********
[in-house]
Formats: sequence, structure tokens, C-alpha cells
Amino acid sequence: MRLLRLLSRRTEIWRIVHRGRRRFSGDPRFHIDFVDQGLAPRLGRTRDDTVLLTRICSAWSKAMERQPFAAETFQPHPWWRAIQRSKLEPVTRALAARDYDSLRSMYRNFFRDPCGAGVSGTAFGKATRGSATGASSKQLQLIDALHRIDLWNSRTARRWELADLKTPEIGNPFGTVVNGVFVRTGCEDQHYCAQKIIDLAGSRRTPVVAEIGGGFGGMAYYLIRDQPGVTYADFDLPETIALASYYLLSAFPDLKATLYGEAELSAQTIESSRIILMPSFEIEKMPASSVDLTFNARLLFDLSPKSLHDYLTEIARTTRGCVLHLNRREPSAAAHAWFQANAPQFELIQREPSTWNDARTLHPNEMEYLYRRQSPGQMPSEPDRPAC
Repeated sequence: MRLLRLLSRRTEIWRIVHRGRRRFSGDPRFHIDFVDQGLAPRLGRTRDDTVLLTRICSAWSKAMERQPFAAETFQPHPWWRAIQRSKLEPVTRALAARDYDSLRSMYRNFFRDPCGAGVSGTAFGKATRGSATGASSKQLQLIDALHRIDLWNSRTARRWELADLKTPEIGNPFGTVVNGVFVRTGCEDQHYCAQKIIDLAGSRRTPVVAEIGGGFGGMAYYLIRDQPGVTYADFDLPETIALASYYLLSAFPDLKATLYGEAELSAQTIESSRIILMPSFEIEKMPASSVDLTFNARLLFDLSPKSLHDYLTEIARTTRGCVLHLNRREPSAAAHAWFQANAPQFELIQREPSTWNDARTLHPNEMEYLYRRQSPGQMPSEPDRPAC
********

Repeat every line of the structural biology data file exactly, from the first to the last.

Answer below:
[in-house]
Formats: sequence, structure tokens, C-alpha cells
Amino acid sequence: MRLLRLLSRRTEIWRIVHRGRRRFSGDPRFHIDFVDQGLAPRLGRTRDDTVLLTRICSAWSKAMERQPFAAETFQPHPWWRAIQRSKLEPVTRALAARDYDSLRSMYRNFFRDPCGAGVSGTAFGKATRGSATGASSKQLQLIDALHRIDLWNSRTARRWELADLKTPEIGNPFGTVVNGVFVRTGCEDQHYCAQKIIDLAGSRRTPVVAEIGGGFGGMAYYLIRDQPGVTYADFDLPETIALASYYLLSAFPDLKATLYGEAELSAQTIESSRIILMPSFEIEKMPASSVDLTFNARLLFDLSPKSLHDYLTEIARTTRGCVLHLNRREPSAAAHAWFQANAPQFELIQREPSTWNDARTLHPNEMEYLYRRQSPGQMPSEPDRPAC
Repeated sequence: MRLLRLLSRRTEIWRIVHRGRRRFSGDPRFHIDFVDQGLAPRLGRTRDDTVLLTRICSAWSKAMERQPFAAETFQPHPWWRAIQRSKLEPVTRALAARDYDSLRSMYRNFFRDPCGAGVSGTAFGKATRGSATGASSKQLQLIDALHRIDLWNSRTARRWELADLKTPEIGNPFGTVVNGVFVRTGCEDQHYCAQKIIDLAGSRRTPVVAEIGGGFGGMAYYLIRDQPGVTYADFDLPETIALASYYLLSAFPDLKATLYGEAELSAQTIESSRIILMPSFEIEKMPASSVDLTFNARLLFDLSPKSLHDYLTEIARTTRGCVLHLNRREPSAAAHAWFQANAPQFELIQREPSTWNDARTLHPNEMEYLYRRQSPGQMPSEPDRPAC